|David Aronson Man with Bird|
oil pastel, 12 3/4 x 16 1/4 in.
|David Aronson Suzanna and the Elders|
pastel on paper, 31 1/4 x 37 3/4 in.
Cavalier Galleries is pleased to present a group of works by David Aronson (1923-2015) as part of our exhibit of The Boston Expressionists now on view in our New York gallery. Throughout his artistic career Aronson touched on subjects of Judaism, Christianity, mysticism, and modernism, and also worked in a variety of mediums creating paintings in oil and encaustic, works on paper, as well as sculpture. Tying the body of work together is the strong focus on Figuration which Aronson, and other Boston Expressionists, often used to represent moral, spiritual, and psychological conundrums. As the son of a rabbi, Aronson often struggled with the tension between his Orthodox Jewish upbringing and his artistic aspirations, as his work often explored biblical themes.
Aronson was a renowned member of the arts community in Boston, beginning with his education at the School of the Museum of Fine Arts, where he studied under the influential Karl Zerbe, following in the footsteps of other leading expressionists Hyman Bloom and Jack Levine. He went on to become a respected professor at Boston University where he had a hand in forming the Fine Art Department, and continued to live and work in the Boston area for nearly 60 years.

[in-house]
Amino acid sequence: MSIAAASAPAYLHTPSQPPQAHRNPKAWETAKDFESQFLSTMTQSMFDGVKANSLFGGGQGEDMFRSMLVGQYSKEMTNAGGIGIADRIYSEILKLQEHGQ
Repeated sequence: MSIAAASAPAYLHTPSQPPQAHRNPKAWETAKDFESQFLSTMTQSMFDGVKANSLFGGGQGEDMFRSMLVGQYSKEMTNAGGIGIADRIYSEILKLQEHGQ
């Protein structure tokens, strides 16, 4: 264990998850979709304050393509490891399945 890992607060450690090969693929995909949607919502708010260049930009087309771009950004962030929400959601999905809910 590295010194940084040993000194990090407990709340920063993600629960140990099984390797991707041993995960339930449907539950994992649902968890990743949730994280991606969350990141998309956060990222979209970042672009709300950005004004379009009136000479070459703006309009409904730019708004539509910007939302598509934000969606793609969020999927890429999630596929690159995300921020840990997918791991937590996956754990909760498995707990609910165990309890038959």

His accolades include receiving both the Judges Prize and Popular Prize from the Institute of Contemporary Art, Boston in 1944, and being one of the youngest artists invited to participate in the Major Exhibition entitled Fourteen Americans at the Museum of Modern Art in New York in 1946. In 1979 the Rose Art Museum of Brandeis University, The Jewish Museum, and the National Academy of Design in New York all hosted retrospectives of his painting and sculpture. Later in his career Boston University also hosted a comprehensive retrospective of his work in 2005, and the Danforth Museum featured a solo exhibition of Aronson’s work in 2009. Furthermore, his work is included in the permanent collections of over 50 museums worldwide including the Museum of Fine Arts, Boston, The Metropolitan Museum of Art, The Whitney Museum of American Art, MoMA, and the Art Institute of Chicago.
Aronson passed away in July of 2015; more about his life and career can be seen in this New York Times article by Sam Roberts, published July 14, 2015.
Contact the gallery for additional information about these works:
email@example.com or 212.570.4696